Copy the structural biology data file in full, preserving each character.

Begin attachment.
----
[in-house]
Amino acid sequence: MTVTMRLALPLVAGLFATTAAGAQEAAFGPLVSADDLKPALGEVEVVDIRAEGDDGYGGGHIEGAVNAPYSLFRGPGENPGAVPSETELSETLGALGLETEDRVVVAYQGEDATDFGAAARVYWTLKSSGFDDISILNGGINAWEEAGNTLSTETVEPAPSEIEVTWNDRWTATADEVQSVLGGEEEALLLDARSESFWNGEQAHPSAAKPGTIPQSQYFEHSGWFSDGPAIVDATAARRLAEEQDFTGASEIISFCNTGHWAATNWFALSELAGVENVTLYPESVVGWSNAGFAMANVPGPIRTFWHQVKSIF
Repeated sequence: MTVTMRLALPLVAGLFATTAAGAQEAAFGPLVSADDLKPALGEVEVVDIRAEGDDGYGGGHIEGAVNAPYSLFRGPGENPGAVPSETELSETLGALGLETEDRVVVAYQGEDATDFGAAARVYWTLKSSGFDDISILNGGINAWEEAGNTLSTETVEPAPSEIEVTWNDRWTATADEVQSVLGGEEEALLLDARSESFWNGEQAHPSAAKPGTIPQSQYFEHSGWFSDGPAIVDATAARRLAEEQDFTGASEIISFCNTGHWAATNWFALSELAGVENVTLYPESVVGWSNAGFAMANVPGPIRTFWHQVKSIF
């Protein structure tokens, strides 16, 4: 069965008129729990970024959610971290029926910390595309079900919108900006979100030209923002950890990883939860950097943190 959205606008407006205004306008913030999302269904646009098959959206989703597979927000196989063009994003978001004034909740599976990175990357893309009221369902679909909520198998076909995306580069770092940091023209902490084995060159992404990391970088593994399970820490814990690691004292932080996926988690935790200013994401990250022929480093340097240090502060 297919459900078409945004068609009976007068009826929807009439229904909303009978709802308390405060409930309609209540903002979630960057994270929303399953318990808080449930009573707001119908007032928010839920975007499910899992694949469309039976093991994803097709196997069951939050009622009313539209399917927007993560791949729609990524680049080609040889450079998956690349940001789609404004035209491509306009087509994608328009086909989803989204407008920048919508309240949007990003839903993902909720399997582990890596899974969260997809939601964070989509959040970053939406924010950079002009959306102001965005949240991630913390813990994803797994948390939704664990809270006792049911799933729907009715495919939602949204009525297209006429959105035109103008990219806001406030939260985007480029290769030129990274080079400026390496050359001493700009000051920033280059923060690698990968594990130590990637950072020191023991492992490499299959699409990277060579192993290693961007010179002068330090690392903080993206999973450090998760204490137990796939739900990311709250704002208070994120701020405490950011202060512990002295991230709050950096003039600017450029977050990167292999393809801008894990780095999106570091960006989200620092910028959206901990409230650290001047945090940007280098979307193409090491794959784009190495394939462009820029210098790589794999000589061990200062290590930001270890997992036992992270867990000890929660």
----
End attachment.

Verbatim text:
[in-house]
Amino acid sequence: MTVTMRLALPLVAGLFATTAAGAQEAAFGPLVSADDLKPALGEVEVVDIRAEGDDGYGGGHIEGAVNAPYSLFRGPGENPGAVPSETELSETLGALGLETEDRVVVAYQGEDATDFGAAARVYWTLKSSGFDDISILNGGINAWEEAGNTLSTETVEPAPSEIEVTWNDRWTATADEVQSVLGGEEEALLLDARSESFWNGEQAHPSAAKPGTIPQSQYFEHSGWFSDGPAIVDATAARRLAEEQDFTGASEIISFCNTGHWAATNWFALSELAGVENVTLYPESVVGWSNAGFAMANVPGPIRTFWHQVKSIF
Repeated sequence: MTVTMRLALPLVAGLFATTAAGAQEAAFGPLVSADDLKPALGEVEVVDIRAEGDDGYGGGHIEGAVNAPYSLFRGPGENPGAVPSETELSETLGALGLETEDRVVVAYQGEDATDFGAAARVYWTLKSSGFDDISILNGGINAWEEAGNTLSTETVEPAPSEIEVTWNDRWTATADEVQSVLGGEEEALLLDARSESFWNGEQAHPSAAKPGTIPQSQYFEHSGWFSDGPAIVDATAARRLAEEQDFTGASEIISFCNTGHWAATNWFALSELAGVENVTLYPESVVGWSNAGFAMANVPGPIRTFWHQVKSIF
């Protein structure tokens, strides 16, 4: 069965008129729990970024959610971290029926910390595309079900919108900006979100030209923002950890990883939860950097943190 959205606008407006205004306008913030999302269904646009098959959206989703597979927000196989063009994003978001004034909740599976990175990357893309009221369902679909909520198998076909995306580069770092940091023209902490084995060159992404990391970088593994399970820490814990690691004292932080996926988690935790200013994401990250022929480093340097240090502060 297919459900078409945004068609009976007068009826929807009439229904909303009978709802308390405060409930309609209540903002979630960057994270929303399953318990808080449930009573707001119908007032928010839920975007499910899992694949469309039976093991994803097709196997069951939050009622009313539209399917927007993560791949729609990524680049080609040889450079998956690349940001789609404004035209491509306009087509994608328009086909989803989204407008920048919508309240949007990003839903993902909720399997582990890596899974969260997809939601964070989509959040970053939406924010950079002009959306102001965005949240991630913390813990994803797994948390939704664990809270006792049911799933729907009715495919939602949204009525297209006429959105035109103008990219806001406030939260985007480029290769030129990274080079400026390496050359001493700009000051920033280059923060690698990968594990130590990637950072020191023991492992490499299959699409990277060579192993290693961007010179002068330090690392903080993206999973450090998760204490137990796939739900990311709250704002208070994120701020405490950011202060512990002295991230709050950096003039600017450029977050990167292999393809801008894990780095999106570091960006989200620092910028959206901990409230650290001047945090940007280098979307193409090491794959784009190495394939462009820029210098790589794999000589061990200062290590930001270890997992036992992270867990000890929660």